The irony is that one of the key
justifications for the policy

was that it would boost
China's future economic prospects.

Those prospects are under threat,
thanks to that very policy.

China's population is rapidly aging

and the youngest generation
is facing crushing responsibilities.

Researchers estimate that by 2025,
one in five Chinese in urban areas

will be over 60
and that by 2050,

that age group will increase
to 30 percent of the population.

The policy has led to what
is called the 4-2-1 problem,

where one child will be responsible
for two parents and four grandparents.

Right, that's a lot
for someone to take on.

If you've seen "Willy Wonka
& The Chocolate Factory",

you know the pressure
of having four grandparents,

all relying on you.

Best-case scenario, you win a
chocolate contest and you end up

impressing a slave-owner by surviving
his child murder factory.

But that's only gonna happen
to what? 12-14 of them, tops.

The rest are facing
a big challenge here.

There are worrying signs for China.
From 2012 to 2017,

the country's working-age population
decreased by 25 million people,

the equivalent
of the entire population of Australia

disappearing from the workforce.

And not for the reasons Australians
usually leave the workforce,

like being carried off
by a giant snake.

Australia is a terrible island
full of monsters.

Those aren't even stars on their
flag. They're spiders.

Get out of here!
You're disgusting.

And the troubling economic forecast
is a big reason why China's government

decided to end
their one child policy.

If you think:
"Great, happy ending."

"The government learned its lesson
and stopped meddling with family size",

not exactly.

Remember that clip earlier announcing
that the policy was over?

Let me play it out just a little bit.

The Communist Party is ending
that country's one child policy

as a method of population control.

All couples will now be allowed
to have two children.

Exactly! The one child policy is over,
but a two child policy has begun.

Chinese couples
can do whatever they want,

as long as what they want
is having two children

like the government
wants them to want.

Many couples don't want that. China's
birth rate has fallen to its lowest,

despite the policy shift, due in part
to rising living standards

and the cost of having children.

The Chinese government is pushing
the appeal of two children hard,

in ways that may, by now,
seem a little familiar to you.

There's propaganda, once again,
they've released stamps

showing a happy
monkey with two babies,

there are signs that say things like:
"One is too few, two is just right;"

"The young will have siblings,
the old will be cared for."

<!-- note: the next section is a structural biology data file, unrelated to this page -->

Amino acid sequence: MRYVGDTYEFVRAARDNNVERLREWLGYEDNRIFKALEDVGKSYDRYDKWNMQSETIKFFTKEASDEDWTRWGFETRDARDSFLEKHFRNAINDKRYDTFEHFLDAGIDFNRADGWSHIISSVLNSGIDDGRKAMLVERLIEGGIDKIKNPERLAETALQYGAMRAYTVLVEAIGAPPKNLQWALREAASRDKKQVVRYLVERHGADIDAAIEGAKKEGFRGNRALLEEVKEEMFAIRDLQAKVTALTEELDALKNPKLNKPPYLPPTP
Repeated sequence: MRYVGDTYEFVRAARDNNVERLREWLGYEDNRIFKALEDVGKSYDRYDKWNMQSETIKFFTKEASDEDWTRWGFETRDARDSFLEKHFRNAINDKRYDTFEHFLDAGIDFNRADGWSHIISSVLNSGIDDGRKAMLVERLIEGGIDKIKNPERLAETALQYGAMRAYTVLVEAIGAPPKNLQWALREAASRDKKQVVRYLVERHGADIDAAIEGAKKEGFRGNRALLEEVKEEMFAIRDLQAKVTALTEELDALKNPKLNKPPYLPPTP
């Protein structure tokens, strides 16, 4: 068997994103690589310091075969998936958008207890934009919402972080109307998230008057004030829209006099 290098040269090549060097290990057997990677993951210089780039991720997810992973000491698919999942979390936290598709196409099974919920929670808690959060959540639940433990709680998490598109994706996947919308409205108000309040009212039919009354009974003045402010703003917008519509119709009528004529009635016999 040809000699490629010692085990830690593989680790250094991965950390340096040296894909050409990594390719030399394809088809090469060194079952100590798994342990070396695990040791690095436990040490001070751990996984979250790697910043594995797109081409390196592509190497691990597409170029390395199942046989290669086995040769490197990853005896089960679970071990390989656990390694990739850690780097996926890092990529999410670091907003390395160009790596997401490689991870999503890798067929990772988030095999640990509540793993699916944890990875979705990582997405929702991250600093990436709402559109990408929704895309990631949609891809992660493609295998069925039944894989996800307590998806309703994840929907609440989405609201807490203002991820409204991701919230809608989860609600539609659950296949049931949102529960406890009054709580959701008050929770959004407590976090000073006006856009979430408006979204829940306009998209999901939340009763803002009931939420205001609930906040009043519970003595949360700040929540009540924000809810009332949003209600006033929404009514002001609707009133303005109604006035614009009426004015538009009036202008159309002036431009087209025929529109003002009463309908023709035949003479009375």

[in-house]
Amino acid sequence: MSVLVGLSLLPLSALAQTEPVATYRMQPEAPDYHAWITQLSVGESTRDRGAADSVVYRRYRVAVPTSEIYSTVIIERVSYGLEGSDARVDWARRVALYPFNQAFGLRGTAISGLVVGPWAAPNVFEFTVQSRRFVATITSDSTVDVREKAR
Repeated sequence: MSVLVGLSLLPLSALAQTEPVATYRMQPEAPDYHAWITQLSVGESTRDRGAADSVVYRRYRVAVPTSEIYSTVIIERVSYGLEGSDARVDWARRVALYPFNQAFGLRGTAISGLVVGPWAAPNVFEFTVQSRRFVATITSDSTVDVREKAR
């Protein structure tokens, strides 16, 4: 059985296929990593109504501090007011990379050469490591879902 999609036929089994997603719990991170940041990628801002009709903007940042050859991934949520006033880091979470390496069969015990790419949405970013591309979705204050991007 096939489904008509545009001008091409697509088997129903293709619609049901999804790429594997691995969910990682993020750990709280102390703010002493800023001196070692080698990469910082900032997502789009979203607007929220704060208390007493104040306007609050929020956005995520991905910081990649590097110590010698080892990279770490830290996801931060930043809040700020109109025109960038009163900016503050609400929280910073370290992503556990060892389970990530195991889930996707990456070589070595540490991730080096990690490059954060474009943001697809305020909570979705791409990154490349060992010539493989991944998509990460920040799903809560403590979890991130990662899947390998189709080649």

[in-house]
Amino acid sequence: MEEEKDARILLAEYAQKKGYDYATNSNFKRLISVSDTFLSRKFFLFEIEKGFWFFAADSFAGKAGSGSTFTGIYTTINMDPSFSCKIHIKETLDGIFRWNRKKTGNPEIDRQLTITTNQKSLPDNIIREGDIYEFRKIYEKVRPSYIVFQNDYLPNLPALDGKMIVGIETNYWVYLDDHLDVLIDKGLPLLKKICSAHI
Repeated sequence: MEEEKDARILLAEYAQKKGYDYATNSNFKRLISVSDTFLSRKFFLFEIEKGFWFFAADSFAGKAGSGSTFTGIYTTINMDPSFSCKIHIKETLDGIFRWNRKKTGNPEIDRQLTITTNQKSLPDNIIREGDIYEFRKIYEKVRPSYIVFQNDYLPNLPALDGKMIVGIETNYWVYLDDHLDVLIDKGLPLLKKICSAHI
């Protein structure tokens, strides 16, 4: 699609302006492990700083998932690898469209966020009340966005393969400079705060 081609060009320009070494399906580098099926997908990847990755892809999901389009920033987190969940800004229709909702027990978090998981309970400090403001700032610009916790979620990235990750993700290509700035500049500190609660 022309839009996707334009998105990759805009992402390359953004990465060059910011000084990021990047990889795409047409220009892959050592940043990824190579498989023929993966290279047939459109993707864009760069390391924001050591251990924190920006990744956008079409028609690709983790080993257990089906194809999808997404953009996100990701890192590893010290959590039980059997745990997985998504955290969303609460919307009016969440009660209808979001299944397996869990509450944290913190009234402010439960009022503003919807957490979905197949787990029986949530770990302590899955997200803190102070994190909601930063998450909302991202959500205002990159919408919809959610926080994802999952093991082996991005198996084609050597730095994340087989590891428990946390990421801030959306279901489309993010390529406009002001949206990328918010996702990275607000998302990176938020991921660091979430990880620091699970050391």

There are
government-produced PSA's...

To all our friends of childbearing age,
are you aware that the two child policy

went into effect
on January 1st, 2016?

The reform
of family planning services

will be a great thing
for not only each family,

but also the great family
that makes up China.

Look, I'll grant that that was a very
compelling argument

made by a very sexy cartoon.

We all agree on that, right?
That's a hot 'toon right there.

When you consider...
Now you get it, now you see it.

We've got the same tie on.
That's a copyright infringement.

When you consider all the one
child propaganda before that,

that's pretty jarring to watch.

I haven't seen a turnaround
that abrupt

since Subway changed their slogan
from "eat fresh"

to "forget that pedophile".

It was direct.
You have to give that to them.

Enforcement of the two child policy
is being left to local officials,

so methods for carrying it out
can still vary.

There are concerns
that the low birthrate

is behind a push in some provinces
to tighten access to abortion

and make it more difficult
to get divorced.

And in other areas, where two
is being treated as a hard limit,

people exceeding those limits are
frightened of the worst consequences.

Listen to this man, whose wife
got pregnant with their third child.

He was so terrified, he'd only
talk with his identity disguised.

A third baby is not allowed,
so we went into hiding.

Family planning officers conduct
pregnancy tests every three months.

They would have done
a forced abortion.

And that right there does suggest
the Chinese government

still hasn't learned
the fundamental lesson here:

people are not machines,

whose reproductive systems
can be turned on or off at will.

Pretending otherwise leads
to all the consequences you've seen,

from the entirely foreseeable,
like trauma and heartbreak,

to the less anticipated ones
like delicious little meatballs,

desperate magic tricks

and a factory that can't pump
out sex dolls fast enough.

That image is pretty on-the-nose:

a factory churning out
headless silicone women,

because rocket scientists nearly
40 years ago didn't care enough

about what their policies
might do to real ones.

As China's Communist Party
celebrates its 70 years in power,

it seems worth remembering a massive
way that they used that power.

And if they are running low
on pandas, which they clearly are,

I'd argue that sex dolls might be
a more appropriate tribute.

They've certainly got enough
of them.

So, happy 70th
to the Chinese government.

And now, this.

More Local News Beat Poetry
From NBC4 Washington's Pat Collins.

Two scammers got a shopper inside
Whole Foods talking about rice.

Soon, they disappeared.
And so did her wallet.

See this display case here?
It used to be way over there.

Now, it's back here in what's left
of the break room.

A video chat. She takes off
her clothes,

he takes off his clothes.

And then, sextortion!

The sign over here says "open",

but this morning it was far more
open than they ever intended it to be.

Two days later, same kind
of pick up truck, same M.O.!

In goes the truck!
Down goes the ATM.

ATM here.
Not anymore.

Police say they also seized a car.
A car with flashing lights.

A car with a siren.

A car with police equipment.

It was a Honda.

That's our show, thanks for watching.
See you next week. Goodnight!